excise a targeted lesion from adjacent bodily tissue during a surgical biopsy procedure. In
particular, the instrument is especially advantageous where it is desired to perform a biopsy
procedure in a minimally invasive manner and where trauma to the patient is sought to be
Detailed Description of the Preferred Embonidment
- Fig. 1 is an isometric view of the distal end of a preferred embodiment of the instrument of
- Fig. 2 is a centerline section view of the instrument of Fig. 1 in the pre-operative position.
- Fig. 3 is a centerline section view of the instrument after insertion into breast tissue. The
distal end thereof is placed inside the targeted tissue mass.
- Fig. 4 is a centerline section view of the instrument with the shaft distal end moved distally
to open the tissue receiving chamber.
- Fig. 5 is a centerline section view of the instrument with vacuum applied to the tissue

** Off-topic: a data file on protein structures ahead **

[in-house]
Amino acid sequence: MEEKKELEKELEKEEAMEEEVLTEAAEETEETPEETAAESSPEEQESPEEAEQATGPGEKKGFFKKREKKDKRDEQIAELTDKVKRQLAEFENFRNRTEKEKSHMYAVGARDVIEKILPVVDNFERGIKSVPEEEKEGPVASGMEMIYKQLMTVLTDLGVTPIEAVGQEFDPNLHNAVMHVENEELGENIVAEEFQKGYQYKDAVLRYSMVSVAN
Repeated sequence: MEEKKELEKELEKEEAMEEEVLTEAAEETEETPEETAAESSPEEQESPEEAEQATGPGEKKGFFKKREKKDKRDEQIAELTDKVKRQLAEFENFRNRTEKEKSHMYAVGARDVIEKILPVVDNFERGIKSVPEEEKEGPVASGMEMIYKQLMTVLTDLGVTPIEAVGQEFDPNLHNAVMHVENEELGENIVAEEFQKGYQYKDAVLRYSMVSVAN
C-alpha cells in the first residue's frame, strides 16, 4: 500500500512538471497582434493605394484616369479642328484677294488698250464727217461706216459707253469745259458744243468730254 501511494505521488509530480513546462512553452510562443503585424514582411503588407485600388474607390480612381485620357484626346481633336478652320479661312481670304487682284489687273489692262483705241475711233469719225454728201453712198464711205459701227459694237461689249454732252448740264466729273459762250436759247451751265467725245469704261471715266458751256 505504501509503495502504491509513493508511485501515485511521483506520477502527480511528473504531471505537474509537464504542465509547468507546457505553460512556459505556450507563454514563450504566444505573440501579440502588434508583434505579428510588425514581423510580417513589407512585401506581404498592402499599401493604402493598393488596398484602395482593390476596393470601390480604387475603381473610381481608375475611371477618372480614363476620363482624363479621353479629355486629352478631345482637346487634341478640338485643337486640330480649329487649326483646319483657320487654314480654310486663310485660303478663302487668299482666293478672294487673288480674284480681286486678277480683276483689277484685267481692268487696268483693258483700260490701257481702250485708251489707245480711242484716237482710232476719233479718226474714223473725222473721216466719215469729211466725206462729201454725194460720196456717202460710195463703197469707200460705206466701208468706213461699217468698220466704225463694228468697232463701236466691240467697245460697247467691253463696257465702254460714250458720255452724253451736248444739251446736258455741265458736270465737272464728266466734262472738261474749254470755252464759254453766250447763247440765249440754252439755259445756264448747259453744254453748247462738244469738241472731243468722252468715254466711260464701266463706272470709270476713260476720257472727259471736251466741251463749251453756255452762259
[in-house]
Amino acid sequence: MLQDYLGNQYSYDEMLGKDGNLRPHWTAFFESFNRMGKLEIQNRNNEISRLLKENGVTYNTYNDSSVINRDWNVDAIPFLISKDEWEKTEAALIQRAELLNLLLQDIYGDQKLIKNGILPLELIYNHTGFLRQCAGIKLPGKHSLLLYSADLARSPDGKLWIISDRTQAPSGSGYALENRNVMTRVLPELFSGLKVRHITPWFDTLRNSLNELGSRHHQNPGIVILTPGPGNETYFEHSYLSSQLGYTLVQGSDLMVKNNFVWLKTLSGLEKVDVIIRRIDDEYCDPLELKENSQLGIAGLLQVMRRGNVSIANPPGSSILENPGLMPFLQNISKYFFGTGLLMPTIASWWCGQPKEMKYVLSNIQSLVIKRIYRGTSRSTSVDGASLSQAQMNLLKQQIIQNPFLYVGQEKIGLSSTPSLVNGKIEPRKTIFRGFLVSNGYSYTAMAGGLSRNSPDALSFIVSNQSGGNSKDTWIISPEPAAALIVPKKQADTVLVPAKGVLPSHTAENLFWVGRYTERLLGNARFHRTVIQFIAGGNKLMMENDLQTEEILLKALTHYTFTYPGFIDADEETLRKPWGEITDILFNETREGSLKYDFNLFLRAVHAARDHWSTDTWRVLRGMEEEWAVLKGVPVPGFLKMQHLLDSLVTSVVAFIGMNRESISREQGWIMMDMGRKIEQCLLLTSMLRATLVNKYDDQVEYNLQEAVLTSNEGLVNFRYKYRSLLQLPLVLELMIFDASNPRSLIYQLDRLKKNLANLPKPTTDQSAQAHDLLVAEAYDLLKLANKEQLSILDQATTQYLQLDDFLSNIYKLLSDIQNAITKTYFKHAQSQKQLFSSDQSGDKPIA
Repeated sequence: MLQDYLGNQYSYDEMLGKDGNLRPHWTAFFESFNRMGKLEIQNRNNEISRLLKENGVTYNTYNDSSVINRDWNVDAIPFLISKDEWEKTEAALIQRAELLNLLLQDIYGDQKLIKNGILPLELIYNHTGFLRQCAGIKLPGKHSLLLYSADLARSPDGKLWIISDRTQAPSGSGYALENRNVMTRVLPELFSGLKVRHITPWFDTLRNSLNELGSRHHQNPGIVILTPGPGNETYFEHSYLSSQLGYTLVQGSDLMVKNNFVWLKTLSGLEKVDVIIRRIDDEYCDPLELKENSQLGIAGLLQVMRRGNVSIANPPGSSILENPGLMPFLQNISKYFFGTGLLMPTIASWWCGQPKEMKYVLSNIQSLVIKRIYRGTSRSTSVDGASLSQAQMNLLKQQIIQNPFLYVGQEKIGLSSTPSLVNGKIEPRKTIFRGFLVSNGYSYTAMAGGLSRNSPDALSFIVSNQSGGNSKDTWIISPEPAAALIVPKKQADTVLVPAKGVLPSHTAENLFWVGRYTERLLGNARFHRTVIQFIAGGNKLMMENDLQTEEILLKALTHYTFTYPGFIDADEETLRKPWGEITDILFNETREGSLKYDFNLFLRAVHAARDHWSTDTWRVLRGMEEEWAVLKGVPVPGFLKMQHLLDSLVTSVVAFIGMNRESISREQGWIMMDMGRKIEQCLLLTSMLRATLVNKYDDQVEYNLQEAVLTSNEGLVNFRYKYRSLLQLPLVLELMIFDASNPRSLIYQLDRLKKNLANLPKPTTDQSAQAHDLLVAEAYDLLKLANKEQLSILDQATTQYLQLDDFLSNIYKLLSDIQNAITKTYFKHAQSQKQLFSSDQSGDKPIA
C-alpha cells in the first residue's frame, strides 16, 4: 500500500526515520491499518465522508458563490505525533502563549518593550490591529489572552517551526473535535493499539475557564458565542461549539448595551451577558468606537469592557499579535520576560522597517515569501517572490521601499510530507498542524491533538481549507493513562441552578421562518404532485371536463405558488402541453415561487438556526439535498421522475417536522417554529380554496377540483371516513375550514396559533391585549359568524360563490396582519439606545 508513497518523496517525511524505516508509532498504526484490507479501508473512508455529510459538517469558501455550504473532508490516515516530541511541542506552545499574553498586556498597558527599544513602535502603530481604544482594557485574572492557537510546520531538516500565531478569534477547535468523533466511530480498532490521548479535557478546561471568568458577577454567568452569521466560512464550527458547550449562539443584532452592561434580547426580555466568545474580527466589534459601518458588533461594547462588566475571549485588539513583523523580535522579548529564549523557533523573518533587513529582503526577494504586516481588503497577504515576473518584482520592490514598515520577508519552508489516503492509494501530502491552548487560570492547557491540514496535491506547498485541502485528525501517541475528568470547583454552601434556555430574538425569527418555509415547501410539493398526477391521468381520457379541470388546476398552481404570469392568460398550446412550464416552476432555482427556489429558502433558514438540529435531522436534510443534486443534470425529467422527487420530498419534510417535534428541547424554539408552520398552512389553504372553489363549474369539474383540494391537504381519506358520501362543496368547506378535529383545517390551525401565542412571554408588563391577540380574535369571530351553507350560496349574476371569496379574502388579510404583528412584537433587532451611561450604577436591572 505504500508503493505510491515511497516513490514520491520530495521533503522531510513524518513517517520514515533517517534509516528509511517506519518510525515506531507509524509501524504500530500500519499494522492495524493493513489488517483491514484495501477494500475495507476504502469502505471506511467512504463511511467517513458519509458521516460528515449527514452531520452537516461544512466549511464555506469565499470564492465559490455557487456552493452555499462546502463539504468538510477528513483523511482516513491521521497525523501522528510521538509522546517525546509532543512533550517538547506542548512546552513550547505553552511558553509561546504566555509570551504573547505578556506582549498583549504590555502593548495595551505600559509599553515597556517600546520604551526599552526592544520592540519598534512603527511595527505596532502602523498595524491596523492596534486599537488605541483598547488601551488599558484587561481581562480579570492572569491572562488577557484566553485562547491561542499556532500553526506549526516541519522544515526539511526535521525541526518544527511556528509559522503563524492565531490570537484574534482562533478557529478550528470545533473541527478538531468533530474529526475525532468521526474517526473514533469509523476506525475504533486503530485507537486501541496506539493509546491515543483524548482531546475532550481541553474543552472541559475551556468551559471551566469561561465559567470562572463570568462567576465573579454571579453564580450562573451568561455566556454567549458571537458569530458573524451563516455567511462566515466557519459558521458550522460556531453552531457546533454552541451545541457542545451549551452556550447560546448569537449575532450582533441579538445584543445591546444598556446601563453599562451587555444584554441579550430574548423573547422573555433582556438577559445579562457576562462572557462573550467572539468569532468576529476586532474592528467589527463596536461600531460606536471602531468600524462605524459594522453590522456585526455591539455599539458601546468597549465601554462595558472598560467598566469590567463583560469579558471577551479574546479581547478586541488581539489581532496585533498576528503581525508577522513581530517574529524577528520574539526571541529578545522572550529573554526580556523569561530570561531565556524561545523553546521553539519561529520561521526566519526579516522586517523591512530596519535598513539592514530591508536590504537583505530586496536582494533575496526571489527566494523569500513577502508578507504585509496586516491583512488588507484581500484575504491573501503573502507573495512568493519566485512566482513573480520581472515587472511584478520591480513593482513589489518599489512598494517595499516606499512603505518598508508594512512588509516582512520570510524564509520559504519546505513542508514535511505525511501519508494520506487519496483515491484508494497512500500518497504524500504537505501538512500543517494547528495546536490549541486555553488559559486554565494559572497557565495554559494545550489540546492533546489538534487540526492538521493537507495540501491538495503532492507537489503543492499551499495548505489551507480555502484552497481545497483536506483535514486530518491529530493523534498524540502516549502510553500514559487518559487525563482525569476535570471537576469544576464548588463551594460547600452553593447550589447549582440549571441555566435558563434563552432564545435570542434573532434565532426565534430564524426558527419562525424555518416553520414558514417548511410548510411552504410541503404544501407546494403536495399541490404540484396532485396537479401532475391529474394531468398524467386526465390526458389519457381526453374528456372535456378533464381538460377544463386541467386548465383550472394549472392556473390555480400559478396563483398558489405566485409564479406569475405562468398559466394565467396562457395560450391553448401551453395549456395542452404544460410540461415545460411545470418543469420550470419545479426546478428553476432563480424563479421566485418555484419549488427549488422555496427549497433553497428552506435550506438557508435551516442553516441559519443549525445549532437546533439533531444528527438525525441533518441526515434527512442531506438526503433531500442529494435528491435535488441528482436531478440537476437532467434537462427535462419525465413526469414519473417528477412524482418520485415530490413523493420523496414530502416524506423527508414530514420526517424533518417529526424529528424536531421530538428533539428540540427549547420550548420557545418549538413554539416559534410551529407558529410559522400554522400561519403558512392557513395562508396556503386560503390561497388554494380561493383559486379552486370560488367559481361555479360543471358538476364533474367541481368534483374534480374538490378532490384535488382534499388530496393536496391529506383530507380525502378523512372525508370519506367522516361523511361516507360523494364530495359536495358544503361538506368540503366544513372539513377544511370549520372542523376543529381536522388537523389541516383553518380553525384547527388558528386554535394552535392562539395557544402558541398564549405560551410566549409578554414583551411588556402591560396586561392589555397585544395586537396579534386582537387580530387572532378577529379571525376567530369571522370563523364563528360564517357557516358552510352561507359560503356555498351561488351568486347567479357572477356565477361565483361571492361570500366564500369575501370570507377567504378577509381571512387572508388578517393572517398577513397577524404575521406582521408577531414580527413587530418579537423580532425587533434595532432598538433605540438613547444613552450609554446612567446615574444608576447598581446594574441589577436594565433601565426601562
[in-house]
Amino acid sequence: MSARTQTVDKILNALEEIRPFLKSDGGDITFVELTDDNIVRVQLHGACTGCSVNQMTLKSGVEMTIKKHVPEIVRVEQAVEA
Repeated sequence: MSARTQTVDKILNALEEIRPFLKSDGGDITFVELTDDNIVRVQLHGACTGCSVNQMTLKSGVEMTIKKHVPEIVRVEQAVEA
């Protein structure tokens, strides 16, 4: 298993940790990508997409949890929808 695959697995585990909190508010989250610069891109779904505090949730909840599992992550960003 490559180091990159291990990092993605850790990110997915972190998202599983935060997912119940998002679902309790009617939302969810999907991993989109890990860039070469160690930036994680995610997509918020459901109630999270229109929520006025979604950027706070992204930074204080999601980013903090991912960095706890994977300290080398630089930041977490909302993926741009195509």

receiving chamber to draw in and capture a sample.
- Fig. 6 is a centerline section view of the instrument with the tissue cutter moved distally to
separate a tissue sample from the breast.
Referring initially to Figures 1 and 2, there is seen the preferred surgical instrument 10 of
this invention for excising a targeted tissue mass to be biopsied from adjacent tissue of a patient.
The distal end of the instrument is shown in Figure 1, and a sectional view of the instrument in
close proximity to the patient is shown in Figure 2. The instrument has a long shaft 11 in the form
of a hollow tube. At the proximal end of the shaft, there is mounted a shaft base 12 to grip the
instrument, and a vacuum adapter 13 to connect the shaft to a vacuum source (see Figure 2 for a
depiction of the shaft base and vacuum adapter; the vacuum source is not shown). At the distal end
of the shaft, which can be observed in both Figures 1 and 2, there are a plurality of vacuum orifices
14 to pull a vacuum through the tube when the vacuum source is activated.
Still referring to Figures 1 and 2, affixed to the distal end of the shaft is a penetrating